My Barn: A Life Or Death Experience

Show-Me Life

What would an animal activist do?

Published on: March 20, 2013

They could stand outside the pen and watch as a ewe constantly calls for her lamb that no longer exists. I would like them to tell me just what to do to help that ewe overcome loss.

Better still, I would like them to look into the tear-filled eyes of my daughter and tell her she doesn't care about the well-being of her animals.

But they won't come to the farm. They would rather show their compassion by having millions of people reach for the tissue box when an ad with neglected animals pops onto the television screen.

I guess I would rather experience compassion out in the barn, sitting in the pen, wiping my daughter's tears with my sleeve.

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  1. Diana Stornetta says:

    I've been lambing out 50+ ewes every year for 40+ years. You nailed exactly how I feel everytime I walk into that barn during lambing season. I can't tell you how many life lessons my daughter's learned in that same barn. Many lessons that have made them the compassionate caring young women they are. I too wish that the animal activist would just spend a day in my shoes and then tell me I don't care and love my animals sometimes more than I care for myself. I spend many long nights in the barn sitting with ewes, feeding bottle babies, helping ewes through the first critical moments with their lambs. Thank you for your great article! Even though I live this on a daily basis - it still brought tears to my eyes. Glad someone else sees things through the eyes of our animals.

  2. Michelle Wade says:

    Love this story. I, too, have cried over a difficult birth that ended with a ewe without a baby. Never thought of the animal rights activist take. My thought on animal rights activists has always been that I AM the animal activist. I believe in humane treatment of animals. And unlike the people protesting, I am actually helping animals to live safely and well cared for.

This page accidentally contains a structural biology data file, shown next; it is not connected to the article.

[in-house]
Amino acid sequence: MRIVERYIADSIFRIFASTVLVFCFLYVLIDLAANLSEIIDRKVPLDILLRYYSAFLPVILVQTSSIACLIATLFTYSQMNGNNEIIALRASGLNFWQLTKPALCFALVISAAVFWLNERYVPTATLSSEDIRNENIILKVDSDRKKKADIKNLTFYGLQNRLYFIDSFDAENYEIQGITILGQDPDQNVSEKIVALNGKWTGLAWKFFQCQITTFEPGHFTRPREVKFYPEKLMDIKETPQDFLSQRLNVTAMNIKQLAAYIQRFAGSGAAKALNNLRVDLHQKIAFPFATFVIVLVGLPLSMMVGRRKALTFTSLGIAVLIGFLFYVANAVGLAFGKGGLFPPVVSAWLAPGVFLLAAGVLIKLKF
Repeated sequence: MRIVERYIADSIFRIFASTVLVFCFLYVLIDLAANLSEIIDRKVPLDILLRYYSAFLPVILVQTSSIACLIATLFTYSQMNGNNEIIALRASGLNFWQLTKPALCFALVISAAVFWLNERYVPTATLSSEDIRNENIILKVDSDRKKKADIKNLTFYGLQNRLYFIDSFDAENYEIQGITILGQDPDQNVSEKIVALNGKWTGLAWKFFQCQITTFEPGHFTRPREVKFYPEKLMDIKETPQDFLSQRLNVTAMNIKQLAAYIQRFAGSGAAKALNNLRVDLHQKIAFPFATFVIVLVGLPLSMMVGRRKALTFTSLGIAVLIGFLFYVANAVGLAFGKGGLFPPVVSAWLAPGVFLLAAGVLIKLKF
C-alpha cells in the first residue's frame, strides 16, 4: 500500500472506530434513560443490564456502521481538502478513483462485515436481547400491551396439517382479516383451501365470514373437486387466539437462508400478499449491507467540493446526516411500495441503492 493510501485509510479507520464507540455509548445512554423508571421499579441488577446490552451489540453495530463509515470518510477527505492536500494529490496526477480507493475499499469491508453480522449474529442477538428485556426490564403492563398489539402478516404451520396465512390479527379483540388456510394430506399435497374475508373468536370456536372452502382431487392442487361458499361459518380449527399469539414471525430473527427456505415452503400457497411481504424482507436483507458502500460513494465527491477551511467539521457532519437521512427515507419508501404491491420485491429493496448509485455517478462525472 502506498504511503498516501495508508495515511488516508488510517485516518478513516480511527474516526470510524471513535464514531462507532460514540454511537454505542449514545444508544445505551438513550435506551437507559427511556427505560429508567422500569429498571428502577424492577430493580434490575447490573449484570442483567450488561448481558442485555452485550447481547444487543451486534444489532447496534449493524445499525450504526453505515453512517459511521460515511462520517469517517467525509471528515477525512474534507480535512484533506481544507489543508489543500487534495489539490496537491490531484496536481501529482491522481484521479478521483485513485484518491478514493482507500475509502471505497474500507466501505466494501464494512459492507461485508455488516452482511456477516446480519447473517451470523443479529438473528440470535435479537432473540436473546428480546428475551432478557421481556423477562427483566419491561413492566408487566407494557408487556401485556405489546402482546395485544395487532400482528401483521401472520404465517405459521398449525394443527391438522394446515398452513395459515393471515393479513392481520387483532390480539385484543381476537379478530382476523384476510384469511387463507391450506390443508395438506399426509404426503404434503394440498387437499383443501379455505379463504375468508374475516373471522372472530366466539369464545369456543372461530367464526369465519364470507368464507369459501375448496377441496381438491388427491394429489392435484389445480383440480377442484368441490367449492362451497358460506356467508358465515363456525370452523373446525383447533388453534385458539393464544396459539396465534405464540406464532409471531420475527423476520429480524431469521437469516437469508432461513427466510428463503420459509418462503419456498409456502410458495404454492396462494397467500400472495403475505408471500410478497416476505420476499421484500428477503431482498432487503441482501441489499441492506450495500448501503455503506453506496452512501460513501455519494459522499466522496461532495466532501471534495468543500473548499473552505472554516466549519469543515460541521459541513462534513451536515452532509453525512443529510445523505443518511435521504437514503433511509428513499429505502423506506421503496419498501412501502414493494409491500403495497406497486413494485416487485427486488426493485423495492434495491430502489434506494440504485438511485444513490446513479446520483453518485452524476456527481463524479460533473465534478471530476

• Mindy Ward says:

      Well put, Michelle. That is truly what farmers do on a daily basis. Thanks for sharing that perspective.

  3. sue duncan of facebook says:

    Mindy you have done such a wonderful job with your children....I have a feeling you also where taught the same kind of love

    • Mindy Ward says:

      Sue, without a doubt! From an early age, my parents displayed a love of animals, love of family, love of community and love of people. I believe that is a legacy many farmers and ranchers pass on to their children as well. Thanks.

  4. Kristie says:

    So wonderfully stated. I sat and cried as you described the scene in the barn. I have been the daughter growing up in that situation and the mother with her own children in that same situation. I and my children understand that in life there is also death. It is, however, LIFE that generally out-weighs death on the farm. Without life there would be no next generation. Thank you for a wonderfully 'described' scene from many farmers lives!

    • Mindy Ward says:

      I agree that life out-weighs death on the farm. Thank you for reminding me of that fact. Truly that is why we farm--to bring life to the land and livestock.

  5. Jan Case says:

    As I read this blog post my coworkers are wondering why I am crying at my desk. Very well written eloquent recount of the sad reality that some do not make it. Most of my coworkers read the daily news blast, then they try to recount the heinous actions that one human has taken against another at that point I plug my earphones in and read agriculture and farm blogs, Thank You for sharing.

    • Mindy Ward says:

      Thanks for taking the time to read farm blogs. Sorry to create tears in the workplace. But, as ag writers, we appreciate being a part of your day.